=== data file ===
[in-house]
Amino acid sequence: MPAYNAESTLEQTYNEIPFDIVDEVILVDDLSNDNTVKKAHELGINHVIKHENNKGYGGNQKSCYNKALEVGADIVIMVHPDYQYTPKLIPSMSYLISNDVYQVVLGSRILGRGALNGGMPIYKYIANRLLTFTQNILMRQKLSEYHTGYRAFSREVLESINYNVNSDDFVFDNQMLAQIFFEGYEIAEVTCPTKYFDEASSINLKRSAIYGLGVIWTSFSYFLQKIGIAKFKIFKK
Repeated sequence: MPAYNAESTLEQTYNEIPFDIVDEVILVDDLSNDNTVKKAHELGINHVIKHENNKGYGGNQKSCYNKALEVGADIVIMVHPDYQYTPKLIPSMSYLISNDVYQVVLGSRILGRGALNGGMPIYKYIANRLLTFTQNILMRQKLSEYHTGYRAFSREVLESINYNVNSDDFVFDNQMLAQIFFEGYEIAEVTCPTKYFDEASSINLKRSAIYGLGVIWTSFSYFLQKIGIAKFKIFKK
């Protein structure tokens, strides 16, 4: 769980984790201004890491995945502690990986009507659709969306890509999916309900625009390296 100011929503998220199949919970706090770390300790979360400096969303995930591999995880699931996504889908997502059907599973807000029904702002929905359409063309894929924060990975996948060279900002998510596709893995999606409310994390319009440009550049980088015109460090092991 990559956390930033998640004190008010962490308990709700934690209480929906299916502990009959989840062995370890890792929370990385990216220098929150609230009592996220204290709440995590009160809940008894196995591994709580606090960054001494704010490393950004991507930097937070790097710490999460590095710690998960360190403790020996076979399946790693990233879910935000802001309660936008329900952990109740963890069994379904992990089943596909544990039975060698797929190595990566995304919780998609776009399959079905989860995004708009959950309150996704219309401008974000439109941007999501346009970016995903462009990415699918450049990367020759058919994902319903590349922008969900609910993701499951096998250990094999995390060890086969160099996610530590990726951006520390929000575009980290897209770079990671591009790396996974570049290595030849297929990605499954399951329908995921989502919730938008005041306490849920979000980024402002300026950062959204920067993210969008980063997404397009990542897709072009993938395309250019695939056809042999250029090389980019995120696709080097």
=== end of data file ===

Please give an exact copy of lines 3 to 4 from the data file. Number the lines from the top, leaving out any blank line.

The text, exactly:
Repeated sequence: MPAYNAESTLEQTYNEIPFDIVDEVILVDDLSNDNTVKKAHELGINHVIKHENNKGYGGNQKSCYNKALEVGADIVIMVHPDYQYTPKLIPSMSYLISNDVYQVVLGSRILGRGALNGGMPIYKYIANRLLTFTQNILMRQKLSEYHTGYRAFSREVLESINYNVNSDDFVFDNQMLAQIFFEGYEIAEVTCPTKYFDEASSINLKRSAIYGLGVIWTSFSYFLQKIGIAKFKIFKK
């Protein structure tokens, strides 16, 4: 769980984790201004890491995945502690990986009507659709969306890509999916309900625009390296 100011929503998220199949919970706090770390300790979360400096969303995930591999995880699931996504889908997502059907599973807000029904702002929905359409063309894929924060990975996948060279900002998510596709893995999606409310994390319009440009550049980088015109460090092991 990559956390930033998640004190008010962490308990709700934690209480929906299916502990009959989840062995370890890792929370990385990216220098929150609230009592996220204290709440995590009160809940008894196995591994709580606090960054001494704010490393950004991507930097937070790097710490999460590095710690998960360190403790020996076979399946790693990233879910935000802001309660936008329900952990109740963890069994379904992990089943596909544990039975060698797929190595990566995304919780998609776009399959079905989860995004708009959950309150996704219309401008974000439109941007999501346009970016995903462009990415699918450049990367020759058919994902319903590349922008969900609910993701499951096998250990094999995390060890086969160099996610530590990726951006520390929000575009980290897209770079990671591009790396996974570049290595030849297929990605499954399951329908995921989502919730938008005041306490849920979000980024402002300026950062959204920067993210969008980063997404397009990542897709072009993938395309250019695939056809042999250029090389980019995120696709080097």